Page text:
Looking for the Unknown
Global Azure Science Lab 2019
Have you ever wanted to discover a planet? How about discovering a planet around another star?
We are super excited about the lab this year and have once again teamed up with the Instituto de Astrofisica de Canarias in Tenerife to bring you something really interesting, read below for a message direct from the team at IAC.
Let’s go and discover a planet!
“The research field of exoplanets is one of the fastest developing areas within modern Astrophysics. Over the past 25 years, we have discovered more than 4000 new worlds around stars other than the Sun, by means of detecting the reflex motion that these planets cause on their stars or the periodic dimming of the stellar light if the planet crosses the stellar disc during its orbit. This latter phenomenon is called an exoplanet transit. Finding new planets via transit detection is nowadays the major source of new planet discoveries. Past dedicated space mission such as CoRoT and Kepler have provided us with strong statistics on the occurrence of planets and their diverse population properties. We now know for example that on average there is more than one planet per star, and that small stars (the most abundant in our galaxy) tend to have several planets of rocky nature.
But planetary transits offer another advantage, these planets provide a very favorable setup for the characterization of the planetary atmosphere, exploiting the fact that part of the stellar light crosses the planetary atmosphere on its path to Earth. The chemical composition of that atmosphere is imprinted in the stellar light in the form of atomic and molecular absorption features. This has led to the detection of several species in the atmosphere of large giant planets and opened the door for conducting similar studies for earth-like planets in the near future. Previous missions were limited to relatively small regions of the sky. Currently NASA’s TESS mission is performing a survey of the whole sky in search for transits. The primary goal is to find planets around the brightest and closest stars to Earth in order to provide the best candidates for in-depth study of their physical properties, including atmospheric characterization, and in the future the search for possible signs of life, or biomarkers.
In this science lab, we are going to systematically analyze the new TESS data by using a ML algorithm, searching for new planet discoveries in millions of stellar light curves. We aim to discover and classify, using machine learning algorithms, not only new planet candidates but also families of new phenomena, such as disintegrating planets, binary stars, and all sorts of possible unique objects that are waiting to be discovered in this treasure database.”
Science Lab details
We’re very excited on this year science lab and see what we can do all together. On April 27th we will launch the Lab, and this year our intention is that the GAB day will be just the first. The science lab server that provides with light curves to analyze will continue running at least until the end of the TESS mission and we have analyzed all the data with the current machine learning algorithms.
At the moment, we are preparing a big amount of light curves by cutting the Full Frame Images (FFIs) into Target Pixel Files (TPFs) that will be consumed by the science lab. The stars being analyzed will be the ones with TESS magnitude lower than 17, resulting in around 4 million stars to check per observing sector. If we feed the lab with the six sectors currently available, we will start with 25 million stars to analyze on the GAB day.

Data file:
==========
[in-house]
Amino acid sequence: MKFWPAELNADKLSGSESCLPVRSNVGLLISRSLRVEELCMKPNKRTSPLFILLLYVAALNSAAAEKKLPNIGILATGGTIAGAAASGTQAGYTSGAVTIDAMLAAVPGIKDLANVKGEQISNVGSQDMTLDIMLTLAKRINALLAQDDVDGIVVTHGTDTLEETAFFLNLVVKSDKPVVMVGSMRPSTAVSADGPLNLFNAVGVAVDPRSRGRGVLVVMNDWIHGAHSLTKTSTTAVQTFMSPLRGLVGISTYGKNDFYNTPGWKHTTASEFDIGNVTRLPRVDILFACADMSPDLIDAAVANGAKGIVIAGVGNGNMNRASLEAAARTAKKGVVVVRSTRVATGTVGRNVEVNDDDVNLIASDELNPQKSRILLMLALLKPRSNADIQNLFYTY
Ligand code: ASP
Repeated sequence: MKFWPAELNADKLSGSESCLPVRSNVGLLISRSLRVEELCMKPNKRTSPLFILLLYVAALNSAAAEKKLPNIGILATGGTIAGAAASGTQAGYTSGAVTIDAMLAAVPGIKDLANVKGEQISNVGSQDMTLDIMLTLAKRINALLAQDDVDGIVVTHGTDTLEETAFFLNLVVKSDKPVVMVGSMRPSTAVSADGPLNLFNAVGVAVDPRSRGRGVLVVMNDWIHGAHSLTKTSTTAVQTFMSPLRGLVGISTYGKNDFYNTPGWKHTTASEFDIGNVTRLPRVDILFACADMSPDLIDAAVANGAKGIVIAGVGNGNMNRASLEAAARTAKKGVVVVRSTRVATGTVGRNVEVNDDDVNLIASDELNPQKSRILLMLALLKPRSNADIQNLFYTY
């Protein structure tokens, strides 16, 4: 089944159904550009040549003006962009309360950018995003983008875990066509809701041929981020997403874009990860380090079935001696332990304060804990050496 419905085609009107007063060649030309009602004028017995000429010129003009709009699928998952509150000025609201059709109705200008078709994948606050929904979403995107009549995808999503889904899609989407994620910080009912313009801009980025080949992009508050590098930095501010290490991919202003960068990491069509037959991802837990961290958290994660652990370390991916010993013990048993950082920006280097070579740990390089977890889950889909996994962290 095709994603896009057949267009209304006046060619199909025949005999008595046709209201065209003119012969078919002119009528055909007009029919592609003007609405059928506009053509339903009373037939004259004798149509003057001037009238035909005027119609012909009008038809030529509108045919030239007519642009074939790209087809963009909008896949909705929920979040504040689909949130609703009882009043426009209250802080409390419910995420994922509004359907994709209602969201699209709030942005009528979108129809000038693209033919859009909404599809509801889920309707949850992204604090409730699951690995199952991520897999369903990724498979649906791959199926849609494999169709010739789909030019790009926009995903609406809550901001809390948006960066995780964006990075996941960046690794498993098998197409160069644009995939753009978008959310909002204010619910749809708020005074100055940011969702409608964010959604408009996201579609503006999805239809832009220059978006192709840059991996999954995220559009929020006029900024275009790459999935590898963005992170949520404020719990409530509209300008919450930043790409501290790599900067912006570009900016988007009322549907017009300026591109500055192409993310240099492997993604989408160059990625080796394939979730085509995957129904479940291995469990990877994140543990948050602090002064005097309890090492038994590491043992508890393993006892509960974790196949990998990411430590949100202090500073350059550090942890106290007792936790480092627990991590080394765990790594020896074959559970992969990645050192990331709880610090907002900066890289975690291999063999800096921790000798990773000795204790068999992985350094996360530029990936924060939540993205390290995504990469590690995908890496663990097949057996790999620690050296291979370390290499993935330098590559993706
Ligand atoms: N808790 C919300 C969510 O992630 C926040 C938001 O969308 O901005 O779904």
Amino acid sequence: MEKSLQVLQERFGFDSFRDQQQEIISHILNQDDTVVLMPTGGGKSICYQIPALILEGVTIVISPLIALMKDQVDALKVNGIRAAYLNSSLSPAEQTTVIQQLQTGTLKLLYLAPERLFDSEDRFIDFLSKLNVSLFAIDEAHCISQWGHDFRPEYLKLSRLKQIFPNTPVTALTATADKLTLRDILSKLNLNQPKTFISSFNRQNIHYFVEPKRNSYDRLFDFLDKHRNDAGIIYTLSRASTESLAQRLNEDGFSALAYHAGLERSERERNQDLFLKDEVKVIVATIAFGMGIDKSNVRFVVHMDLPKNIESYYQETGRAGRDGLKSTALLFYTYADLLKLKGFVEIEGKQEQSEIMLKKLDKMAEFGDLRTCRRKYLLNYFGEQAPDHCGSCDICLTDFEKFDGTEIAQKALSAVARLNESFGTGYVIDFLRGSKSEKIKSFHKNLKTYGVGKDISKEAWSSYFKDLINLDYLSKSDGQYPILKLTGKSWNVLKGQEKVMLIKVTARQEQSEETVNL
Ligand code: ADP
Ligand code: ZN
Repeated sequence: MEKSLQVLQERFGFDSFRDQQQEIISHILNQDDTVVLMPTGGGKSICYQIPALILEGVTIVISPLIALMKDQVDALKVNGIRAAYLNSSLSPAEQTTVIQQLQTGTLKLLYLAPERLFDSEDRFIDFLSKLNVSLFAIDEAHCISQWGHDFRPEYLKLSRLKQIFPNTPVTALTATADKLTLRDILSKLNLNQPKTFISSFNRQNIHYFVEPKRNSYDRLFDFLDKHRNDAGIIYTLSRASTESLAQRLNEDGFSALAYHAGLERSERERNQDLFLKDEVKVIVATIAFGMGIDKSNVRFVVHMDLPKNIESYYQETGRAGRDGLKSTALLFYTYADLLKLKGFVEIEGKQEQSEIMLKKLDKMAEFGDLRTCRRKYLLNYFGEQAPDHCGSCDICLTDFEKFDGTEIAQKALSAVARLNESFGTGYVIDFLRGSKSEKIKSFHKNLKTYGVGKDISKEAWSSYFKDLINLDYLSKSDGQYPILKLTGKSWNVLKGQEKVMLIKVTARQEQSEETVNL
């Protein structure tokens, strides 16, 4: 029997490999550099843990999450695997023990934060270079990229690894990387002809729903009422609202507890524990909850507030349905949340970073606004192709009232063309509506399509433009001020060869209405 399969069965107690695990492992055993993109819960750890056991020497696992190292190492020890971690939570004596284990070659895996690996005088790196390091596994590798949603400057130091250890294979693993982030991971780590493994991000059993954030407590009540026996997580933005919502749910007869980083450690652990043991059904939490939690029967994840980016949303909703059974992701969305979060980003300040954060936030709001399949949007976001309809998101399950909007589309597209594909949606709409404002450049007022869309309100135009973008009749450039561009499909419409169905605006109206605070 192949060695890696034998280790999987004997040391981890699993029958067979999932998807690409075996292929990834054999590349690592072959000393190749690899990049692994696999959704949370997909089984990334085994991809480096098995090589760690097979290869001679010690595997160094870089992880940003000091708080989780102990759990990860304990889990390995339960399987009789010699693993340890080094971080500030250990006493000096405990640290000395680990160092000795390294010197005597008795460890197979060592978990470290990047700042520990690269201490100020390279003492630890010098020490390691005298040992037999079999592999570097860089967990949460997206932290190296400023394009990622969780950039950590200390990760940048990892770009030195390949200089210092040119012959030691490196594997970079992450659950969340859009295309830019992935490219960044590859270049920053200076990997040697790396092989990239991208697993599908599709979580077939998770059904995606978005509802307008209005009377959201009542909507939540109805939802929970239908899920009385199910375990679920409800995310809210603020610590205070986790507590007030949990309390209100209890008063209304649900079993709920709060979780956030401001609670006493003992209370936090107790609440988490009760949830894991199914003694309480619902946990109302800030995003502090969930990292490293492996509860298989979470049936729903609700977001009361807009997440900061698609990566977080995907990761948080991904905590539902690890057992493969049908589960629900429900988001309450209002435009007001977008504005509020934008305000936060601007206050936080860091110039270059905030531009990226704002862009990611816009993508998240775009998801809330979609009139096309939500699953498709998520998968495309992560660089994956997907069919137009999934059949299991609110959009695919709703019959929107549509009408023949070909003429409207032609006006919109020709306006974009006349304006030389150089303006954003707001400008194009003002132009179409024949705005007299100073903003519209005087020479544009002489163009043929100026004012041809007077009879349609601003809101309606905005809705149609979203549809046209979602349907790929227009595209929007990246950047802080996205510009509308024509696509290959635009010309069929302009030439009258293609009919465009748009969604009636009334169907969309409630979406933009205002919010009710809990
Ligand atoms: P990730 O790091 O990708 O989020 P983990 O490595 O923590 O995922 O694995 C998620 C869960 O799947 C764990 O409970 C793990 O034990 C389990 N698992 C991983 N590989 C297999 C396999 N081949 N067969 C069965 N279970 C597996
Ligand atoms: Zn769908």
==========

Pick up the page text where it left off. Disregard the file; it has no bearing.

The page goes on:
So once we have prepared all the data, we need your help to process it by running two pipelines: the first one that will create the light curves, and a second one running a machine learning algorithm that will predict the probability of the existence of an exoplanet orbiting the star. Don’t worry, all will be automated inside a Docker container, and we will give you detailed instructions on how to start playing with the lab in a few steps.
The science lab will be running into three parts:
- The GAB Server: this will be a GAB Team hosted service that will orchestrate the queue of data to process, assigning each TPF to a GAB Client;
- The GAB Client: this will be a Docker container running in your environment… and yes, when we say environment, that means you should be able to run the client on Azure VMs, on AKS, on a server running on-premises or on other cloud, or even in your own laptop running Windows/Linux/Mac;
- The GAB Dashboards: there will be the usual point scoring and system dashboard so you or your location can compete with others around the world.
In the next days we will be start testing the Alpha version of the lab, and we will need your help to test the lab before the event. If you want to join us to familiarize on the deployment and how you can help with the science lab, check the forums for the Science Lab topic.
Thanks to the Science Lab team
Special thanks to the people that has invested their invaluable time on building this project for the future of the humanity.
- Sebastián Hidalgo, Dr. Astrophysics, Institute of Astrophysics of the Canary Islands (working on the ML pipeline)
- Enric Pallé, Dr. Astrophysics, Institute of Astrophysics of the Canary Islands (exoplanet research team)
- Diego Hidalgo, Master’s Degree in Astrophysics, Institute of Astrophysics of the Canary Islands (working on the light curves pipeline)
- David Rodriguez, CTO at Intelequia, Azure MVP & Regional Director (project coordinator, TESS data processing)
- Martin Abbott, Solution Architect at Insight, Azure MVP (project coordination)
- Alberto Marcos, Higher Education Account Executive, Microsoft Iberica (TESS data processing)
- Victor Calero, Software Engineer, Intelequia (video production)